October 31, 2008

Contact: Cornell Cooperative Extension: Essex County: Anita Deming, 518-962-4810;
Franklin County: Jessica Prosper, 518-483-7403; Jefferson & Lewis counties: Ron Kuck, 315-788-8450; St. Lawrence County, Betsy Hodge: 315-379-9192, 315-379-0607 (messages)

Cornell Specialist to Present Timely Topics to NNY Beef Producers: Nov 4 in Westport, Nov 5 in Hopkinton, Nov 6 in Watertown

Timely topics for beef producers range from the results of the North Country Liver Fluke Study funded by the Northern New York Agricultural Development Program to winter feeding strategies, and Country of Origin Labeling (COOL) laws. On November 4 at the Cornell Cooperative Extension office in Westport, November 5 at Hopkinton Town Hall, and November 6 at the Cornell Cooperative Extension office in Watertown, Cornell Beef Cattle Extension Specialist Michael J. Baker will discuss these topics and answer questions. The meetings will run from 6:30pm to 9:30pm.

Baker will also be available for daylight farm visits in each area. Call your local Cornell Cooperative Extension office to schedule a farm visit and/or pre-register for beef producers meetings. There may be a minimal charge for refreshments payable at the meetinghouse door.

For more information producers in St. Lawrence can contact Betsy Hodge at 315-379-9192, in Franklin County: Jessica Prosper, 518-483-7403, in Essex County: Anita Deming, 518-962-4810; for Jefferson and Lewis counties: Ron Kuck, 315-788-8450.

Meeting Topics Timely for Beef Producers
Liver Flukes:
As part of a project funded by the Northern New York Agricultural Development Program, Baker, veterinarian Dr. Laura Raymond and local slaughterhouses have been monitoring beef livers for the incidence of large liver flukes. This project responds to farmer interest in increasing use of NNY grasslands to improve beef animal production and profitability. Wet pastures, however, are breeding grounds for the internal parasites. The large liver fluke has been found in cattle livers at two NNY slaughter plants. USDA regulations require infected livers to be condemned. While the value of liver is not a large part of producer income, heavy infestations can affect the growth of younger cattle and impede reproductive efficiency in beef cow herds. Baker will provide producers with management strategies to cope with this parasite.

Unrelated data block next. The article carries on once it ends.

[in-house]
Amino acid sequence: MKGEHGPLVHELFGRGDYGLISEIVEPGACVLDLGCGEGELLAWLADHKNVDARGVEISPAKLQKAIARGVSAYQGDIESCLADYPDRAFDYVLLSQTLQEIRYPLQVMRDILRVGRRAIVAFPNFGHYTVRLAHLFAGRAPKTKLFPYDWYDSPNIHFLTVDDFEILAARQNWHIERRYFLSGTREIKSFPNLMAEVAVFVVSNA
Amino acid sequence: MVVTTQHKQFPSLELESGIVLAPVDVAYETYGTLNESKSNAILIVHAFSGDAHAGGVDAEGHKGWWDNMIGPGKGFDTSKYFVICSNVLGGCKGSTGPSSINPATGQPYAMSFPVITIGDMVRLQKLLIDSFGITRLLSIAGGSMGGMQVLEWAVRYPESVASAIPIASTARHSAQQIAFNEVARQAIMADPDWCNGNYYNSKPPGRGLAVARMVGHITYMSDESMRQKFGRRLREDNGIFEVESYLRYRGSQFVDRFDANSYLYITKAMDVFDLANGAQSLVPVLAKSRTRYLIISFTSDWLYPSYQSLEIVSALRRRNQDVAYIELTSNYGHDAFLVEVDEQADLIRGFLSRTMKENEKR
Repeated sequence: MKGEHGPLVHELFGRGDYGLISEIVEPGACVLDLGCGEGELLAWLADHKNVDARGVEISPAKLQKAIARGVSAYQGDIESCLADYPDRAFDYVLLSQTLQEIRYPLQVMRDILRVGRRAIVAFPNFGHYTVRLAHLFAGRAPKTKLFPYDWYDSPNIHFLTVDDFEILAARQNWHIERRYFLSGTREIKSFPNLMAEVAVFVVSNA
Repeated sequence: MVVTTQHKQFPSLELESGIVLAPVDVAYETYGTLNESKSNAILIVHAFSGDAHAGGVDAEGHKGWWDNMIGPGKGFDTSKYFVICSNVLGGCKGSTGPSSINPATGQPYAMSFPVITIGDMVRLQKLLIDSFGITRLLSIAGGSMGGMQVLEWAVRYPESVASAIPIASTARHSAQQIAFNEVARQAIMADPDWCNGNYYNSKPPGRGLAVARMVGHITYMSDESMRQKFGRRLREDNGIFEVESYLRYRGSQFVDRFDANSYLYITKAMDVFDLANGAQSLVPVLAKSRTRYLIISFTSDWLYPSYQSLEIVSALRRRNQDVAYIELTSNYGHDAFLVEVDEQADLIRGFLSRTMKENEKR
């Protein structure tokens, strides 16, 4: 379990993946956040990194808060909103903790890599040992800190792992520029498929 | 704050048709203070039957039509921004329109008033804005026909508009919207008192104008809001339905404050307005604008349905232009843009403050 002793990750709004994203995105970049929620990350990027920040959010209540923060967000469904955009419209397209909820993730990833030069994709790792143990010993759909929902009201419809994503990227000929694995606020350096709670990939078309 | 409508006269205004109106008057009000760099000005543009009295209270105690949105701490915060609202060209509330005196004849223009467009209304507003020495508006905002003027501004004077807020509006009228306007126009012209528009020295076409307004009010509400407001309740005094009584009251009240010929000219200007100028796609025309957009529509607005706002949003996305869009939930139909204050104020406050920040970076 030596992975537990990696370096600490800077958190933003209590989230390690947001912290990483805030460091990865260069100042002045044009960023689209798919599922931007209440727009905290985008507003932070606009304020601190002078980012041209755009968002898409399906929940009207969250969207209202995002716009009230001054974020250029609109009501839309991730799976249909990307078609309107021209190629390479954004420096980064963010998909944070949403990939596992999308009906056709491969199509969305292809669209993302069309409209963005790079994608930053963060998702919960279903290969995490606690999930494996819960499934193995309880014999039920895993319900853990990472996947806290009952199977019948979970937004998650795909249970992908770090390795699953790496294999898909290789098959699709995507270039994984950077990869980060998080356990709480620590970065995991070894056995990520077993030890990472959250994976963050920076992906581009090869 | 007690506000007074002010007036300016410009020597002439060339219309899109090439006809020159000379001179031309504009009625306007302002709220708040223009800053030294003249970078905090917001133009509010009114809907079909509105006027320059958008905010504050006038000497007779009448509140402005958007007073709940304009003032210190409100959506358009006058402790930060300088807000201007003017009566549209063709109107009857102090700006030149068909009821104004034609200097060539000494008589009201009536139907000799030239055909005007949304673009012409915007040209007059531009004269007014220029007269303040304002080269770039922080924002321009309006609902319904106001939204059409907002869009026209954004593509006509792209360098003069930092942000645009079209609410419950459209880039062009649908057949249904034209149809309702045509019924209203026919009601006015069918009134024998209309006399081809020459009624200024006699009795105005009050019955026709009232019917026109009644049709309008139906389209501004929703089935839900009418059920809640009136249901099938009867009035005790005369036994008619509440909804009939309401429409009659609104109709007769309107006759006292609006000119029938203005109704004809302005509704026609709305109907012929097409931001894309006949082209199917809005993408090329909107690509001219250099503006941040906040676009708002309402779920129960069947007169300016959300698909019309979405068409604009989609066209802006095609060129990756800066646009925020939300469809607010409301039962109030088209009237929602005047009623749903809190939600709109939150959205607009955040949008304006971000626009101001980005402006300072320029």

The Cost of Grain and Hay: With increasing grain and hay prices producers need to feed their beef cattle a proper winter ration to maintain herd productivity and profits. Using sample feeds and feed analysis reports, Baker will show producers at the Northern New York beef meetings how to prepare good winter rations. Minimizing costs but still feeding the correct nutrients will be emphasized.

Country of Origin Labeling allows consumers to know where their food comes from. For producers, the legislation requires paperwork to verify the origins of their animals. At the November beef producers meetings, Baker will provide details on exactly what producers are responsible for regarding COOL paperwork and product labeling. Sale barn representatives will be at the meetings as well to discuss their role with COOL. # # #